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    A recent string of flood insurance decisions from a Florida federal court have revived a decade-old argument over whether insureds can recover attorney fees when successfully suing private insurers partnered with the government, and may increase financial pressure on the struggling National Flood Insurance Program, says Alexander Cogbill of Zelle.

  • 3 Key Changes In New Insurance Arbitration Rules

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    Last month, the AIDA Reinsurance and Insurance Arbitration Society released new rules intended to improve the insurance arbitration process by expanding the pool of potential arbitrators, improving predictability and reducing wait time, says Peter Halprin of Pasich.

  • Calif. Funds Wildfire Liabilities Without Punishing Ratepayers

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    A recently enacted California law that sets aside $21 billion to cover future wildfire damage claims and incentivizes safer electric utility infrastructure represents a successful attempt to balance competing interests, while putting wildfire claims funding on a firmer footing, says Allan Marks of Milbank.

  • Vaping Crisis Raises New Liability And Insurance Issues

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    As the number of vaping-related lung illnesses continues to grow, causation and overall exposure remain elusive concepts, but historical precedent arguably provides a framework for understanding the liability and insurance coverage implications, say Jodi Green and Jonathan Viner of Nicolaides.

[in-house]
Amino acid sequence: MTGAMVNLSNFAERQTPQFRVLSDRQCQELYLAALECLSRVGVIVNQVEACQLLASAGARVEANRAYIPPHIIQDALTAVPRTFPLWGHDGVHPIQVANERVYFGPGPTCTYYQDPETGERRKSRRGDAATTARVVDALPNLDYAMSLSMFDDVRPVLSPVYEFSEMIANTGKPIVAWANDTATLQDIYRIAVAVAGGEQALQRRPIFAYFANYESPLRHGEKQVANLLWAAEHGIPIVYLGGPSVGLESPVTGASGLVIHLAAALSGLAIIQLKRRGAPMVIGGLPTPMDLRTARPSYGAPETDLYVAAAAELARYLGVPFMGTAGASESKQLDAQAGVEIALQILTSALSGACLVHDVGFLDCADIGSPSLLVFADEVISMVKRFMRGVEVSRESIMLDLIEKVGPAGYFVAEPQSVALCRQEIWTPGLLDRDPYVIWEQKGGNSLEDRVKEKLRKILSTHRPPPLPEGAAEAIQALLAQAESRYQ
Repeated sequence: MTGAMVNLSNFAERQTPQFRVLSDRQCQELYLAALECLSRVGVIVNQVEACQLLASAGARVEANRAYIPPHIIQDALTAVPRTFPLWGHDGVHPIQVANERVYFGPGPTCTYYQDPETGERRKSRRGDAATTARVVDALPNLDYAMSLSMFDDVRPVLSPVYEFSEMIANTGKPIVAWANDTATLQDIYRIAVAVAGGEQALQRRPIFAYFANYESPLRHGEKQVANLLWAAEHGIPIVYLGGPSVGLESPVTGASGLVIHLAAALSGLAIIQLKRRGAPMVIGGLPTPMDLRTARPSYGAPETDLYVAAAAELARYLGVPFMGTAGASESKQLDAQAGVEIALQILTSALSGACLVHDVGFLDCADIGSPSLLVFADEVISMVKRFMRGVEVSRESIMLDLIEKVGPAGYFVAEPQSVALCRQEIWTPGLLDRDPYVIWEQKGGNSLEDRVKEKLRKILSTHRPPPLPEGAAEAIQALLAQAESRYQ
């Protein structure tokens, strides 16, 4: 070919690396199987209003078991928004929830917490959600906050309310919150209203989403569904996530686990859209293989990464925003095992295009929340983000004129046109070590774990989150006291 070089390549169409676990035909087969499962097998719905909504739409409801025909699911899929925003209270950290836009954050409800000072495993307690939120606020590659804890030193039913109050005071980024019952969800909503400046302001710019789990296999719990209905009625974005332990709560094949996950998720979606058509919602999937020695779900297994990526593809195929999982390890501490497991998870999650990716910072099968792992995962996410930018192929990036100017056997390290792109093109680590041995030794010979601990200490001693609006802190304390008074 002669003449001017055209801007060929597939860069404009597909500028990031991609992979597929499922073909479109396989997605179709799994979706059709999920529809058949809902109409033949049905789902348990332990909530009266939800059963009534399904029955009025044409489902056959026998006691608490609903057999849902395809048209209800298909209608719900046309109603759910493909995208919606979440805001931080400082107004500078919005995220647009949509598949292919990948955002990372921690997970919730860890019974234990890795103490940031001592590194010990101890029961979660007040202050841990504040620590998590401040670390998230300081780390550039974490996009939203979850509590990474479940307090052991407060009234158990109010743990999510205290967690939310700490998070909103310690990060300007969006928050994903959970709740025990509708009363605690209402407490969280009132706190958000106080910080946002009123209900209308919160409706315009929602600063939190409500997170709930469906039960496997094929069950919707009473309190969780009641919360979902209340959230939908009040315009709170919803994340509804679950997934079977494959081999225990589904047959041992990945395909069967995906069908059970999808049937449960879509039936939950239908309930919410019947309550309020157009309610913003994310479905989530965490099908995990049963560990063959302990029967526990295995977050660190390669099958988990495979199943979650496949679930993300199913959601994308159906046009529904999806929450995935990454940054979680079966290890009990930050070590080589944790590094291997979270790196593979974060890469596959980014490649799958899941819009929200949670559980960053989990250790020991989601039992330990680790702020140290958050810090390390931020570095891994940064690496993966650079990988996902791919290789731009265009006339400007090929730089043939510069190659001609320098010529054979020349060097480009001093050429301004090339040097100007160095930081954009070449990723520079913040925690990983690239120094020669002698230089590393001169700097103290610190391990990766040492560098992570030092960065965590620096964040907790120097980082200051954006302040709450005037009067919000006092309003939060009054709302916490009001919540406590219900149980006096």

• Consider The Power Of Tactical Empathy

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    By employing tactical empathy techniques to understand the interests behind the positions taken by others, attorneys can gain the upper hand in deal negotiations and litigation while still promoting and preserving long-term relationships with opponents, judges and others, say Shermin Kruse of TEDxYouth@Wrigleyville and Ursula Taylor of Strategic Health.

  • The Problem — And Opportunity — Of Implicit Bias In The Bar

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    Law firms are beginning to recognize implicit bias as a problem. But too few recognize that it is also an opportunity to broaden our thinking and become better legal problem solvers, says Daniel Karon of Karon LLC.

  • Series

    Judging A Book: Thapar Reviews Gorsuch's 'A Republic'

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    U.S. Supreme Court Justice Neil Gorsuch's new book "A Republic, If You Can Keep It" offers hope for our constitutional system through stories of American greatness, and sheds much-needed light on originalism for skeptics, says Sixth Circuit Judge Amul Thapar.

  • Opinion

    True Wellness Requires A Deeper Look At Atty Profession

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    While I applaud all of the law firms that have signed the American Bar Association's campaign to improve attorney well-being, to achieve a truly holistic solution we must ask difficult questions about what we do, how we do it and the expectations we have set for ourselves and our clients, says Edward Shapiro at Much Shelist.